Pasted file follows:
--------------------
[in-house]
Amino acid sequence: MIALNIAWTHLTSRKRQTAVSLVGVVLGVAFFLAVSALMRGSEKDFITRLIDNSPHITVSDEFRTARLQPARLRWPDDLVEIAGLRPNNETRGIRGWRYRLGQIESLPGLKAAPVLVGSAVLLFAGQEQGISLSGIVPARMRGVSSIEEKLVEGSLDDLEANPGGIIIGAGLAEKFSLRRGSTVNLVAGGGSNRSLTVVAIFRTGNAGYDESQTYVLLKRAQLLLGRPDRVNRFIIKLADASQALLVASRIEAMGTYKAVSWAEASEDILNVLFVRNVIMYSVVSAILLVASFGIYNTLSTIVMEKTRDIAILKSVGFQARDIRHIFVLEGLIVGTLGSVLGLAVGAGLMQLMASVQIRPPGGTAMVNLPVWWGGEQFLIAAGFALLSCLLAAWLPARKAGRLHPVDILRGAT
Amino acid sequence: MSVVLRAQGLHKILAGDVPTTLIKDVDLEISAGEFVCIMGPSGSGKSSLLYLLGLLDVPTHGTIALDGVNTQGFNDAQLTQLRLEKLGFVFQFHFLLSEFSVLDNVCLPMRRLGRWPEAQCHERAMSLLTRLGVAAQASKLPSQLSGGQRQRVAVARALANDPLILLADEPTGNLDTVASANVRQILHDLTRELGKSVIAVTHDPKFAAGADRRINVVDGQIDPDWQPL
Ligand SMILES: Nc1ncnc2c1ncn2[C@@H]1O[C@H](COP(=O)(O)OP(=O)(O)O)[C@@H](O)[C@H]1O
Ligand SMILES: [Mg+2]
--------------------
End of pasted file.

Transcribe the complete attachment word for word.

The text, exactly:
[in-house]
Amino acid sequence: MIALNIAWTHLTSRKRQTAVSLVGVVLGVAFFLAVSALMRGSEKDFITRLIDNSPHITVSDEFRTARLQPARLRWPDDLVEIAGLRPNNETRGIRGWRYRLGQIESLPGLKAAPVLVGSAVLLFAGQEQGISLSGIVPARMRGVSSIEEKLVEGSLDDLEANPGGIIIGAGLAEKFSLRRGSTVNLVAGGGSNRSLTVVAIFRTGNAGYDESQTYVLLKRAQLLLGRPDRVNRFIIKLADASQALLVASRIEAMGTYKAVSWAEASEDILNVLFVRNVIMYSVVSAILLVASFGIYNTLSTIVMEKTRDIAILKSVGFQARDIRHIFVLEGLIVGTLGSVLGLAVGAGLMQLMASVQIRPPGGTAMVNLPVWWGGEQFLIAAGFALLSCLLAAWLPARKAGRLHPVDILRGAT
Amino acid sequence: MSVVLRAQGLHKILAGDVPTTLIKDVDLEISAGEFVCIMGPSGSGKSSLLYLLGLLDVPTHGTIALDGVNTQGFNDAQLTQLRLEKLGFVFQFHFLLSEFSVLDNVCLPMRRLGRWPEAQCHERAMSLLTRLGVAAQASKLPSQLSGGQRQRVAVARALANDPLILLADEPTGNLDTVASANVRQILHDLTRELGKSVIAVTHDPKFAAGADRRINVVDGQIDPDWQPL
Ligand SMILES: Nc1ncnc2c1ncn2[C@@H]1O[C@H](COP(=O)(O)OP(=O)(O)O)[C@@H](O)[C@H]1O
Ligand SMILES: [Mg+2]